Jack HardyPCD 69
A review written for the Folk & Acoustic Music Exchange
You can go on and on endlessly about the flavor of the day. The songwriter come-lately: he's fun, he's sincere, he sings his personal diary to you. Every adjective in the world has already been employed to sing the praises of the run-of-the-mill singer-songwriter.
That makes it difficult to describe Jack Hardy. So many great words could be employed to describe Hardy's songs. I'm not going to do that here, but I will try to lay a little bit of groundwork by saying that you might not appreciate the works of such noted writers and performers as John Gorka or Richard Shindell if it were not for the direct influence of Hardy and his "crow's nest" meeting of songwriters historically held at his New York City apartment.
Omens continues the Hardy legacy right where he left off with The Passing. Fourteen more Jack Hardy songs is most certainly a newsworthy event for those who would rather dig beneath the surface and leave the trite sincerity of someone's personal life stories to the pop-folk crowd. The appreciation of Hardy as master songwriter will be obvious for those willing to step back the nineteen minutes and eight seconds it takes from track one to hear long-time Hardy fan Suzanne Vega ask him about his songwriting method. If she were Luke Skywalker, Jack Hardy would be Yoda. Very little is self-serving with Jack Hardy. If it were, he would have been a star twenty times over by now.
The songs are steeped in keen wisdom and ancient mood. Others have Hardy's trademark wry sense of wit, such as I Ought To Know, and have a contemporary feel. The theme runs through a number of important historical items delivered in such fashion as to make anyone want to go hit the history books again straight away. "I ought to know about Oliver Cromwell. I ought to know about the Gnostics and St. Paul. I ought to know what Jesus really said and who the preacher takes to bed. This I ought to know -- but I don't." It touches on all of the wisdom which is lost to the world unless we all make it a point to find out the truth and learn the history. A small sample, but to transcribe more would be a crime. I wouldn't want to ruin the end of the movie. This music must be savored repeatedly. It's the book that you can't put down.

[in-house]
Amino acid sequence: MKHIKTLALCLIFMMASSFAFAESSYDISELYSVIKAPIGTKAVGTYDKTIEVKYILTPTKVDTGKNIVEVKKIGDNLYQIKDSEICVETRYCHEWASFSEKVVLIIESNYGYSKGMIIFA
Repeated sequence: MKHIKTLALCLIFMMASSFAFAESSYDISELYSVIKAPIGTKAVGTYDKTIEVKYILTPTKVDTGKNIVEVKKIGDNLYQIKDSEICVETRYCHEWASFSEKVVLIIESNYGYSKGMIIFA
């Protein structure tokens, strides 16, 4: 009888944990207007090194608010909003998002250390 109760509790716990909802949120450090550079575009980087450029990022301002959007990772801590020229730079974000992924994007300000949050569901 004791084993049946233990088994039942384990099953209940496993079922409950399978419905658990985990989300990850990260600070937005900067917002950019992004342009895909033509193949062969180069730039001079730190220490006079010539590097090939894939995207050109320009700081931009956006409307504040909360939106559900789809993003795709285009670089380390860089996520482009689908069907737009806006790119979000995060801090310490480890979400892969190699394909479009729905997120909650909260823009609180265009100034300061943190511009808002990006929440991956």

That is Hardy's writing. His delivery is so incredibly frank that it is the perfect vehicle to set the dark and powerful moods of his songs. Many songs, as they have in the past, could easily be mistaken for traditional Celtic ballads. Two such songs even carry Gaelic-language titles: Sile na gCioch (Sheila), and Siar on nDaingean (West Of Dingle). The first is a powerful beat-driven song involving a dress found on the side of a road, and the woman who puts it on. The second is a haunting medieval sounding tale of going beyond An Daingean, which translates to "safe zone." If there were no mythological tales, Hardy would create them himself. Hardy's voice is not smooth, it is not deep, and it is not "pretty." It is genuine, staggering, and somehow from another time and space. Hardy wears the Bard's hat better than anyone alive.
The third point to make on this recording, which makes it even more magical, is that it was recorded live in the studio without any overdubs and with a full band. Joining Hardy are Dave Anthony on drums and boudhran, Kate McLeod on fiddle, Mike Laureanno on bass and vocals, and Tom Duval on electric guitar and vocals. All pitching into each song exactly what it needs. There is never too much nor too little. The album is magnificently "unproduced" by Jack Hardy and Prime CD's Dave Seitz. There is too much to be said about these songs, so it is best left to you to listen. I wish Hardy would publish some poetry in book form, but then again, as he says in the interview -- poetry was always meant to be sung...
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All songs by Jack Hardy
Edited by Roberta B. Schwartz